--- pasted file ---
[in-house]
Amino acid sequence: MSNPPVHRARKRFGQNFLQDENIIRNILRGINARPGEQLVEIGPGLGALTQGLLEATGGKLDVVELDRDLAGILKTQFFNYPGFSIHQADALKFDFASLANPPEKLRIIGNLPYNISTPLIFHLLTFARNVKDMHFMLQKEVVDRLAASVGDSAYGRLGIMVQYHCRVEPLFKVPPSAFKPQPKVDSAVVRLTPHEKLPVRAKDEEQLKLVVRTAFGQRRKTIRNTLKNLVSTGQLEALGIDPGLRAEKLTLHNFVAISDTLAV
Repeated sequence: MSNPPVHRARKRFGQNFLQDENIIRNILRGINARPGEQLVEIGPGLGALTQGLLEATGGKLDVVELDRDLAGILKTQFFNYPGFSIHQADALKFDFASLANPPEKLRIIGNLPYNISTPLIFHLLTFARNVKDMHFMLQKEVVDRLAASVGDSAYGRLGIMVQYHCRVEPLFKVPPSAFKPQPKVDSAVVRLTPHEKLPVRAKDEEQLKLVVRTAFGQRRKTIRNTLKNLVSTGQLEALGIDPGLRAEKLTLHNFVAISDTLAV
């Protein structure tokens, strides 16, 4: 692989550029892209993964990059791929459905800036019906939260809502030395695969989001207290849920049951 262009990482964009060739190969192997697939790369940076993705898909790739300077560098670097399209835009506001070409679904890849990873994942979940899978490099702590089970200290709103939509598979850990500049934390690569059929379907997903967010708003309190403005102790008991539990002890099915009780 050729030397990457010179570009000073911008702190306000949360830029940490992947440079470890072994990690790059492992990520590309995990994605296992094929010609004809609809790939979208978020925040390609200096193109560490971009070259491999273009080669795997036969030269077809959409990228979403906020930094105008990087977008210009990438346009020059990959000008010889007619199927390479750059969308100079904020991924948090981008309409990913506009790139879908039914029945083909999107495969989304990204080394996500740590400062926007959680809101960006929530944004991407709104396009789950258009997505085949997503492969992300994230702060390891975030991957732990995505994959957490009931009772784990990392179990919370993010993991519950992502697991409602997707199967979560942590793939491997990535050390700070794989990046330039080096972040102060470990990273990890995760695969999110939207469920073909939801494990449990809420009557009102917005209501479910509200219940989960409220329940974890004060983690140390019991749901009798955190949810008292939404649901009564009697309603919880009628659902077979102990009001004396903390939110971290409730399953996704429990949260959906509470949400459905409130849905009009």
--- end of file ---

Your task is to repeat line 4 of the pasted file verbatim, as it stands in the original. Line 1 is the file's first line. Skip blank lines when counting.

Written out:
């Protein structure tokens, strides 16, 4: 692989550029892209993964990059791929459905800036019906939260809502030395695969989001207290849920049951 262009990482964009060739190969192997697939790369940076993705898909790739300077560098670097399209835009506001070409679904890849990873994942979940899978490099702590089970200290709103939509598979850990500049934390690569059929379907997903967010708003309190403005102790008991539990002890099915009780 050729030397990457010179570009000073911008702190306000949360830029940490992947440079470890072994990690790059492992990520590309995990994605296992094929010609004809609809790939979208978020925040390609200096193109560490971009070259491999273009080669795997036969030269077809959409990228979403906020930094105008990087977008210009990438346009020059990959000008010889007619199927390479750059969308100079904020991924948090981008309409990913506009790139879908039914029945083909999107495969989304990204080394996500740590400062926007959680809101960006929530944004991407709104396009789950258009997505085949997503492969992300994230702060390891975030991957732990995505994959957490009931009772784990990392179990919370993010993991519950992502697991409602997707199967979560942590793939491997990535050390700070794989990046330039080096972040102060470990990273990890995760695969999110939207469920073909939801494990449990809420009557009102917005209501479910509200219940989960409220329940974890004060983690140390019991749901009798955190949810008292939404649901009564009697309603919880009628659902077979102990009001004396903390939110971290409730399953996704429990949260959906509470949400459905409130849905009009």